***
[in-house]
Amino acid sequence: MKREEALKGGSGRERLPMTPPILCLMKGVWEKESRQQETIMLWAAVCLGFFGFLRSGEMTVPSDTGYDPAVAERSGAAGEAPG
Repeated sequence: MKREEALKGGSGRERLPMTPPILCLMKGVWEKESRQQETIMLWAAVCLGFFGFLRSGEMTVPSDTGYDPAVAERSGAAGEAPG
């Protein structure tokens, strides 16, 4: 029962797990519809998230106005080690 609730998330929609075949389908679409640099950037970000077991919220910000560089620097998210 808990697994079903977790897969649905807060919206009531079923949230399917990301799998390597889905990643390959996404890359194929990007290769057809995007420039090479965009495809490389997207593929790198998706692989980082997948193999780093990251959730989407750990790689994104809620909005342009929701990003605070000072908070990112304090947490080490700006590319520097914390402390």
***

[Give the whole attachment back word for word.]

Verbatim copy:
[in-house]
Amino acid sequence: MKREEALKGGSGRERLPMTPPILCLMKGVWEKESRQQETIMLWAAVCLGFFGFLRSGEMTVPSDTGYDPAVAERSGAAGEAPG
Repeated sequence: MKREEALKGGSGRERLPMTPPILCLMKGVWEKESRQQETIMLWAAVCLGFFGFLRSGEMTVPSDTGYDPAVAERSGAAGEAPG
């Protein structure tokens, strides 16, 4: 029962797990519809998230106005080690 609730998330929609075949389908679409640099950037970000077991919220910000560089620097998210 808990697994079903977790897969649905807060919206009531079923949230399917990301799998390597889905990643390959996404890359194929990007290769057809995007420039090479965009495809490389997207593929790198998706692989980082997948193999780093990251959730989407750990790689994104809620909005342009929701990003605070000072908070990112304090947490080490700006590319520097914390402390």